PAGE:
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Monday 20 November 2017
Derbyshire Healthcare NHS Foundation Trust
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Case Studies

Getting a diagnosis?

Here is a piece written especially for this site by a girl who found out that she had dyspraxia:

“Dyspraxia”  by ‘E’ aged 10 

There are different ways to look at Dyspraxia and some times it is difficult to look at it the right way. Things are hard but you learn to manage. I was nine when I found out. We had thought that I might have Dyspraxia, but I didn’t believe it really, but Dyspraxia isn’t all that bad.

With Dyspraxia it make some things harder, like I find it hard to remember things but it means you could be better at other things for instance, because I forget things I use lists and it actually means I am very organised, because I can’t find things easily it means I have systems for where things are. My mum has to bring things into school that my sister has forgotten much more than for me and I’m the one with dyspraxia! But I’m also the one who knows I have to pack my bag with a list the night before! I am not very good at PE and cutting out but I am really good at literacy and reading. With Dyspraxia things do get hard like I get fed up with falling over, but with determination you can cope. I think Dyspraxia makes me more determined and not changed my life for worse but for better as well.

And what about her parents? Its not easy facing up to the reality that your child has a difficulty, but it can also be the starting point of where to start really helping...

 "When we got her diagnosis of severe dyspraxia, it was a relief on the one hand, that someone had recognised this invisible problem and was going to help. On the other hand, getting the diagnosis was still a shock and sad for us, as it made dyspraxia a reality and the reality is hard work, mostly for our child, but also for us in making sure that she gets the help and support she needs.

The support we got from our daughter’s OT was really helpful. Our child has great determination, thank goodness, and will practice again and again those skills she really desires, like dancing. Her OT gave her physical exercises for core stability and ideas for improving memory. She practices pilates daily, and has found using lists for daily tasks helps enormously.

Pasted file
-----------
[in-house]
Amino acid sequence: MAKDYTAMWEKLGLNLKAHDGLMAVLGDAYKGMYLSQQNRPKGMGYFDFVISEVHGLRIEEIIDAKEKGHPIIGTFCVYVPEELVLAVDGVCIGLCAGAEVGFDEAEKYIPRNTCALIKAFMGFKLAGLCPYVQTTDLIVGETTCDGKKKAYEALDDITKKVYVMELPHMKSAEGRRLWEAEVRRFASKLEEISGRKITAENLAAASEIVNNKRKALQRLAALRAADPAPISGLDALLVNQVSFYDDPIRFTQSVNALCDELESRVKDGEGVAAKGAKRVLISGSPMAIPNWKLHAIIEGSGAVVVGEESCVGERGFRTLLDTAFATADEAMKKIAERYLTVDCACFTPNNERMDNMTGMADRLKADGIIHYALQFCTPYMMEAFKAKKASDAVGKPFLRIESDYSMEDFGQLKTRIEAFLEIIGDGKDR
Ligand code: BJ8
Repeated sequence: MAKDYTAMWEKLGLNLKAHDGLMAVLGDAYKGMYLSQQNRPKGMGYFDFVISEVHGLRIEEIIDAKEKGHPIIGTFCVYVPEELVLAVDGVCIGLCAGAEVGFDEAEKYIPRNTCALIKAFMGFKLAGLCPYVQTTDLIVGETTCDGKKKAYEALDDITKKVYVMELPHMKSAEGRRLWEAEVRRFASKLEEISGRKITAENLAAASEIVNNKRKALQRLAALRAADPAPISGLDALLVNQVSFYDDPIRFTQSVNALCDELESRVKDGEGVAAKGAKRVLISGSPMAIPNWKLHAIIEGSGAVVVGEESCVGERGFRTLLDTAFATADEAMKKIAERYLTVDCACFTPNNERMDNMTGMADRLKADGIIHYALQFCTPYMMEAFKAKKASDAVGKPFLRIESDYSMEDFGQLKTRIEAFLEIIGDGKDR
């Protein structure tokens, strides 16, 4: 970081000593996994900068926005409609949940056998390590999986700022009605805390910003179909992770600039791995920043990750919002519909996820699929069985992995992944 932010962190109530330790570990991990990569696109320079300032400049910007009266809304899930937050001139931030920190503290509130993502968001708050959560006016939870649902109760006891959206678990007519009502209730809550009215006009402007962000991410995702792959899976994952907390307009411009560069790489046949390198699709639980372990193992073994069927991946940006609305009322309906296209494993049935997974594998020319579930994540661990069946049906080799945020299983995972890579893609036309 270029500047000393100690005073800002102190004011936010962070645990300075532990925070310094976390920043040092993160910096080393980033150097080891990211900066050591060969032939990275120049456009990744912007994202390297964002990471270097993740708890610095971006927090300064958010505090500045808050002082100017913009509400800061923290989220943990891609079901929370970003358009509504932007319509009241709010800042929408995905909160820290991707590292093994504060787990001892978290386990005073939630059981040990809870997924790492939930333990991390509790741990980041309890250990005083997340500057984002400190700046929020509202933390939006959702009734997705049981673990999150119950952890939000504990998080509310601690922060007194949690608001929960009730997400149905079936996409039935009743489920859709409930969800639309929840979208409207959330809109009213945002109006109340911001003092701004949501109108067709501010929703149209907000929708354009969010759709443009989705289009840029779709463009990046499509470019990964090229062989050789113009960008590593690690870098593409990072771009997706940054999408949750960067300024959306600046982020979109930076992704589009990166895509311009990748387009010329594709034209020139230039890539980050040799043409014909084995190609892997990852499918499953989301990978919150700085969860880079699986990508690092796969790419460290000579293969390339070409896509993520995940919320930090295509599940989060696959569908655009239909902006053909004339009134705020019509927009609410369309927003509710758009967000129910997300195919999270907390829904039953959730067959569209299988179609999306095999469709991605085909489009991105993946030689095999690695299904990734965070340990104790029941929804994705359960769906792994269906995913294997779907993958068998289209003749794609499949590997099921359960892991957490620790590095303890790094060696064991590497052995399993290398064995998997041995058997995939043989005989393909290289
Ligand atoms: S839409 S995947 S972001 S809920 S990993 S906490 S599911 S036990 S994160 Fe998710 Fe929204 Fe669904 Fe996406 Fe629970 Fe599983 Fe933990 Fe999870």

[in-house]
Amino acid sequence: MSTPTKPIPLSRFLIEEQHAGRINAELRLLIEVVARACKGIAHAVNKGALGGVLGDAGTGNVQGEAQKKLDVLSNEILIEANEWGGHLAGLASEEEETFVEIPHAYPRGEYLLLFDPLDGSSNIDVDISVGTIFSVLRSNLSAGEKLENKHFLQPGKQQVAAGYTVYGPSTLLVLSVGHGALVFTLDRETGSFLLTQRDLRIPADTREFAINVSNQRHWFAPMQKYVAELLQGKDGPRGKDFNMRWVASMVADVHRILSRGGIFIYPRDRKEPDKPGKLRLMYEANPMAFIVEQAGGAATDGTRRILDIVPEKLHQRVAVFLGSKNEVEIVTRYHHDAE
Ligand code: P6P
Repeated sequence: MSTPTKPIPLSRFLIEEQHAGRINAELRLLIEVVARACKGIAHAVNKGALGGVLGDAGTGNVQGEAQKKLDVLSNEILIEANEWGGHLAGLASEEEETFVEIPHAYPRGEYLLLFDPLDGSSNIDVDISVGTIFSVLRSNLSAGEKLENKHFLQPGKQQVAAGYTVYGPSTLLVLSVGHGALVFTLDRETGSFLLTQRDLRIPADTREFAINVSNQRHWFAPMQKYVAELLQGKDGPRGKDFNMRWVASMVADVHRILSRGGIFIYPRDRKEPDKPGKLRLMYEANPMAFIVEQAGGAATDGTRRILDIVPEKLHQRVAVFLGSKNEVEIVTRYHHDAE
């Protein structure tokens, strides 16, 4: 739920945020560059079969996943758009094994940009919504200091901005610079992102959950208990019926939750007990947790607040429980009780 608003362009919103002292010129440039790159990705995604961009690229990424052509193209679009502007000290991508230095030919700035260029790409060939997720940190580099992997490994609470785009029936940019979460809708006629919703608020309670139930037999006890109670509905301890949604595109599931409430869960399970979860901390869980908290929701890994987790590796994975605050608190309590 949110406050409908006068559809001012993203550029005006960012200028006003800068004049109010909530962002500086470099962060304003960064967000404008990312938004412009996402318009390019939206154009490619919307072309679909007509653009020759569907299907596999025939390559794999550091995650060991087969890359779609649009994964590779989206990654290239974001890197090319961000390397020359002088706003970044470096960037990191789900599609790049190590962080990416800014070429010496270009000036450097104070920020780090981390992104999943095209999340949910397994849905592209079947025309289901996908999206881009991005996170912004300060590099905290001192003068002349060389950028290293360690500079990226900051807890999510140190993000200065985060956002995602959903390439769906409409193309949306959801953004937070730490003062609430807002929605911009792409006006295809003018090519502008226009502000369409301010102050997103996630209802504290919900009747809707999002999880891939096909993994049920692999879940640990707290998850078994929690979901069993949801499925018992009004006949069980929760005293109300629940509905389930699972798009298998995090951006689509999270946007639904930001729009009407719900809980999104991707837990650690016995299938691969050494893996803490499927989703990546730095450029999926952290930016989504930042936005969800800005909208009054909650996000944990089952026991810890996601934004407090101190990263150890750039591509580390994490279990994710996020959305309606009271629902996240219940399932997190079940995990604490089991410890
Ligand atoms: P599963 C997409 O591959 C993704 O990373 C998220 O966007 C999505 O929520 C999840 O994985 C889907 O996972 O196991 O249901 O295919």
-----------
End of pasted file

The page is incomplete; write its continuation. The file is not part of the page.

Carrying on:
Once we came to terms with the news of her diagnosis, we decided to become ‘experts’ about our daughter’s way of learning, way of perceiving and we were very grateful for her determination, positivity and responsiveness. It’s really quite fascinating to find out about the detail, and each person’s dyspraxia can be different. With our daughter for instance we now know that her maths skills are good, it’s visual issues or using fiddly equipment like shapes, drawing, graphs, tables, clocks that throw her. Or if a problem has several parts, she can work each part out ok, but may forget to do the last section. Her literacy is great, but having to handwrite slows her down.  

Currently it’s quite a challenge for us to try and work out a way of helping her learn to find her way around: directions and remembering routes is very hard and she isn’t able to picture a route in her head, even to the local shops round the corner. We’d like her to have independence like other children her age, so we are trying all sorts of things till we find what works and then we have to repeat and repeat the learning till it sticks.

We always reassure her that she’s not stupid, she just learns in a different way, and it’s up to us to find out about that way. And it is true, if she really wants to learn something or improve something, she does, it might take a long time, but she can do it, and when she does, she does it fine. It was quite emotional for me seeing her in her dance show this year, all her hard work had paid off, you could not tell she had dyspraxia and she did not stand out, in the best possible way."

E's Mum


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Michael's Story